Is there hope for those of us who have to work against our natural dispositions in order to see the beauty in every day? My natural disposition is to gravitate toward the negative. A naturally negative attitude coupled with an all or nothing personality is a bad combination, and that is exactly what I have. I cringe at the way that sounds, and it’s not easy to admit that’s who I am. The people in my professional life would likely be surprised by my self assessment, and that’s because I put up a pretty good front and shield who I am with a smile and positive words. I internalize the negativity. The people who are closest to me are the ones who bear the brunt of its impact. It’s difficult to admit that what is going wrong in my life weighs more heavily on me than the good and the beautiful that is all around me, but it’s something I have to be honest about in order to take steps toward reframing my thinking.
Most of January and for a large part of February, I was doing a pretty good job focusing my energy on the positive aspects of life. I was trying to live in the present and spend time doing little things with the people I love. My son wanted to go running on the beach, and instead of telling him maybe later, I decided to forget the dirty laundry and the sink full of dishes. It felt incredible to be alive, breathing in the open air, spending time with my kiddo—time which feels like an hourglass of precious minutes sifting by as he gets ready to transition into high school.
My daughter loves chess and she wanted to play night after night, a request which I obliged. She encouraged me with words like, “Mom, you’re actually really good at this!” She and I both know that games of strategy which require thinking several steps ahead are not my strongpoint. But what she was really trying to communicate to me was that she appreciated spending time with me, having my undivided attention, and it didn’t matter that I was no competition for her. She could see my effort. I was spending some of the precious, limited time that we have in this universe doing things that really matter—the only things that will have any significance once my time runs short and I am left to assess whether or not I accomplished what I really wanted to in this life.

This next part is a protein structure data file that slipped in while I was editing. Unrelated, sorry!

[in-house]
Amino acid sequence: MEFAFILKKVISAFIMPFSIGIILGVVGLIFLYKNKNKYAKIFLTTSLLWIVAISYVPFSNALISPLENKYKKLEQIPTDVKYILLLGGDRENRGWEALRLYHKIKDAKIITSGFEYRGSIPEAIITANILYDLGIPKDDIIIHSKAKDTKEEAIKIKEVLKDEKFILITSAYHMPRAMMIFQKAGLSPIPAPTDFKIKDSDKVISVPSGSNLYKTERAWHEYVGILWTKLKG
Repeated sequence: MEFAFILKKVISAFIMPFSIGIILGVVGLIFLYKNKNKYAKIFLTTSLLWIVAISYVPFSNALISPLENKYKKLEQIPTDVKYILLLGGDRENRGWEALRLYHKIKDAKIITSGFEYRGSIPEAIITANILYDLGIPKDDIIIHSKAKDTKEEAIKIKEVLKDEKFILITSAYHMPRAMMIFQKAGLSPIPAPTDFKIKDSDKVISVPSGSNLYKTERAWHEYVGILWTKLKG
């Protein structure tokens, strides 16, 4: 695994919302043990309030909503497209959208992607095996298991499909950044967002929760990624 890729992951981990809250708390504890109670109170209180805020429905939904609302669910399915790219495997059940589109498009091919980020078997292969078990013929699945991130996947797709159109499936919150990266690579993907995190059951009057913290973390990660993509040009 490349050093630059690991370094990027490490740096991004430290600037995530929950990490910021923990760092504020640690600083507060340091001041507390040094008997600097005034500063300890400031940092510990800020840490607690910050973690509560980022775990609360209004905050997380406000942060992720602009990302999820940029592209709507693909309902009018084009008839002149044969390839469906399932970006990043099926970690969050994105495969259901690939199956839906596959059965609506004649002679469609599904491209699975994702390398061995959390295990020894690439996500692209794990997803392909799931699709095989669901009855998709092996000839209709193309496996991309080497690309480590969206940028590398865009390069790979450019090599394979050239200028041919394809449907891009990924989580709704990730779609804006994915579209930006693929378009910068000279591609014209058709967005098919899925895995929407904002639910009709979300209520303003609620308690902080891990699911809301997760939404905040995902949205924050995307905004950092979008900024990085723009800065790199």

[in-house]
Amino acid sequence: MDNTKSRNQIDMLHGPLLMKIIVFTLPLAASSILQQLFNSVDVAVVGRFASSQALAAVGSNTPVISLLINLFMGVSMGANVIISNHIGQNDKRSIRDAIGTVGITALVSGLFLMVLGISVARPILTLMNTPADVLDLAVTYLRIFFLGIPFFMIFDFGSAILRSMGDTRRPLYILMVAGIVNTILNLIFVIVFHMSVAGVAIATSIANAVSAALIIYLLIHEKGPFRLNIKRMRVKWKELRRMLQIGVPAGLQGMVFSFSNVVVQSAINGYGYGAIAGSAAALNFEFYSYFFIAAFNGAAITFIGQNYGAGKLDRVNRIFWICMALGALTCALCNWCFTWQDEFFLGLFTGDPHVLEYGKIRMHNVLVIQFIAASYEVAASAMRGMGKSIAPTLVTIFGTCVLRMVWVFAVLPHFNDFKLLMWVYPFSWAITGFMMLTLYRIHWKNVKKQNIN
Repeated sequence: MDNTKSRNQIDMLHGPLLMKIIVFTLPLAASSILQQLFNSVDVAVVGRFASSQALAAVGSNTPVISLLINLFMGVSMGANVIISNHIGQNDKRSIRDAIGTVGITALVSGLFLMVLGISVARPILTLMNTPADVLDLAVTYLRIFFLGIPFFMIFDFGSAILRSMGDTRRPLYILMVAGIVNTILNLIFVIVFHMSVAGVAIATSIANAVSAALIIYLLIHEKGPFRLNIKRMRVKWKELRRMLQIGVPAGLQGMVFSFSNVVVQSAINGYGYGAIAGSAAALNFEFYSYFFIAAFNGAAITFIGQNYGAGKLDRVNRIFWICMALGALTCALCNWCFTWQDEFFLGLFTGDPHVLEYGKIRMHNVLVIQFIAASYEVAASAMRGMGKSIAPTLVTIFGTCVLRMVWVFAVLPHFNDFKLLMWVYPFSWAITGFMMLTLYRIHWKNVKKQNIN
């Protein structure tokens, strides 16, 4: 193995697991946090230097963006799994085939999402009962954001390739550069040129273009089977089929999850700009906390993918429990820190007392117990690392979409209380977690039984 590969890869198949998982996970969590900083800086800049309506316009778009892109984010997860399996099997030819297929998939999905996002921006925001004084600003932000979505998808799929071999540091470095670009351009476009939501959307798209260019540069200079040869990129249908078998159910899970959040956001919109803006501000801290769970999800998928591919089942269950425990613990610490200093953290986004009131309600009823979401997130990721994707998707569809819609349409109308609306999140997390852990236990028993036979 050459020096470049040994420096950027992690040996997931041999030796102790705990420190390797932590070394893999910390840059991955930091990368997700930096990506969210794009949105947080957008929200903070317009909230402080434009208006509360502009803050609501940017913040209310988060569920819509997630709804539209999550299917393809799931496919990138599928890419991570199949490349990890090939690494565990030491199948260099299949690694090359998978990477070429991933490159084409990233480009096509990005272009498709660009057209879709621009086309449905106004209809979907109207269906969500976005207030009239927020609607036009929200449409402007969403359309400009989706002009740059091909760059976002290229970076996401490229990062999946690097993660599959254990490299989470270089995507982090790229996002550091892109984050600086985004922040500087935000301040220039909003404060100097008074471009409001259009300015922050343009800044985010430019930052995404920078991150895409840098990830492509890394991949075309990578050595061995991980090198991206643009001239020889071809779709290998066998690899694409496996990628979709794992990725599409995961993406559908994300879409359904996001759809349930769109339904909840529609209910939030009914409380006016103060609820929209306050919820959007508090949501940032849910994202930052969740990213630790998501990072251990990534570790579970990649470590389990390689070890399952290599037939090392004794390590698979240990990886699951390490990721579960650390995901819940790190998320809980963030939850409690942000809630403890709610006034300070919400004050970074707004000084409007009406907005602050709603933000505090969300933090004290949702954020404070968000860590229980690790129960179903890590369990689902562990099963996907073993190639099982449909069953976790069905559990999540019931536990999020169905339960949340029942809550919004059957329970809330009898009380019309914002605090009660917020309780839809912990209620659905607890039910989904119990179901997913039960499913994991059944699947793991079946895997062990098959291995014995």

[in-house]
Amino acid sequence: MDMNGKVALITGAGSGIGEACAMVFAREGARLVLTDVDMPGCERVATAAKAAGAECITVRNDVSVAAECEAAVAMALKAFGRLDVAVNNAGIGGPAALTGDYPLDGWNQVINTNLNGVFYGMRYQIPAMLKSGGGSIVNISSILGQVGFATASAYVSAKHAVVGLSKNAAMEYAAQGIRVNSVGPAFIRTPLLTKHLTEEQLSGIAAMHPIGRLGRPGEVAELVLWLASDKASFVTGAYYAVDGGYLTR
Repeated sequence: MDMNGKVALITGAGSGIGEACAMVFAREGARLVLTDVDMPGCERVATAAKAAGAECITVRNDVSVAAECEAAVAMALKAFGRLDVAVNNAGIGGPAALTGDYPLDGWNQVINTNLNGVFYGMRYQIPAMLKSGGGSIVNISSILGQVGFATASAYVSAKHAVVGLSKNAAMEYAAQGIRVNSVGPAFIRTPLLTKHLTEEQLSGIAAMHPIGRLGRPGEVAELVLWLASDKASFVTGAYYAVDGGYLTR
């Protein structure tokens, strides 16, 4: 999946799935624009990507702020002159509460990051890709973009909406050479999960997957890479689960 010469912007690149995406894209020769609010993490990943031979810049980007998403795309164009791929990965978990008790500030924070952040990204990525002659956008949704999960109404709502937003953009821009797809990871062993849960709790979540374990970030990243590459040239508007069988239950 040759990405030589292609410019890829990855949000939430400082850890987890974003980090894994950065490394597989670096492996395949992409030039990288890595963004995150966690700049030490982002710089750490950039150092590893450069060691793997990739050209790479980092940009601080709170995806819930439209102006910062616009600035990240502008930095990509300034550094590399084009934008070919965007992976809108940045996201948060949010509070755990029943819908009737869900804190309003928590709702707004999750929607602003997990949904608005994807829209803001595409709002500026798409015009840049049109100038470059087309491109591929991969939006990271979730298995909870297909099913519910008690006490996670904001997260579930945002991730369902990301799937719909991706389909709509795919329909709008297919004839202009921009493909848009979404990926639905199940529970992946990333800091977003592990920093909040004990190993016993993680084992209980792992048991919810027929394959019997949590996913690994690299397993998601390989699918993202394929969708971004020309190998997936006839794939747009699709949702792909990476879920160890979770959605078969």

After a long, gratifying run of balancing my time well and finding the positive attitude and energy to spend my time on efforts that really matter, I fell into a funk. The messy house demanded too much of my attention. More planning and preparation than I anticipated went into getting ready for upcoming lessons that I had to teach. I spent too much time trying to manage personal writing goals that I had set for myself. I fell into a squabbling disharmony with my husband that left us alienated and distant. Suddenly, I found myself sitting behind an empty computer screen, uninspired and lacking clarity of vision. My daughter wanted me to bake something with her in the kitchen, and my son wanted me to take him to the library. I was too busy, however, staring at my empty computer, alienated from those I love, trapped in my own hazy-headed mind. That’s when I realized that within a handful of days, I had fallen completely off course. My energies and efforts were once again lacking focus and my priorities were skewed. I was ruled by negativity and doubt.
I think one of the hardest things for me is working to get myself out of a funk. It takes so much mental energy in the first place to psyche myself up to start working toward the goals I have set for myself: being happy, nurturing good relationships, balancing my time well, and being mentally and physically healthy. And it’s so easy to fall out of the habits that I have spent so much time working to foster. I can spend weeks and months looking for the beauty and the positive aspects of each day but inevitably I will slip, and there will be times when life feels like a total dumping ground. Each time this happens, I feel a tremendous sense of frustration and failure; it makes me hesitate to jump back into the saddle again because I’m afraid that I will fail like I have so many times before.
This is where I think a reframed perspective on failure for me, and those like me, needs to step in. Instead of spending energy agonizing over times when my priorities get tangled up and I slip into negative thinking or I get lost in my own head and alienate my loved ones, I need to expect that sometimes I will slip. Instead of harshly reprimanding myself and spending an unreasonable amount of time devoted to regret, I need to come up with a plan for what I will do when I fail so that I can jump back into making an effort to see the beauty in each day as immediately as possible.
I am still working on what this plan will consist of. Any suggestions, ideas, and opinions on this topic are greatly welcomed.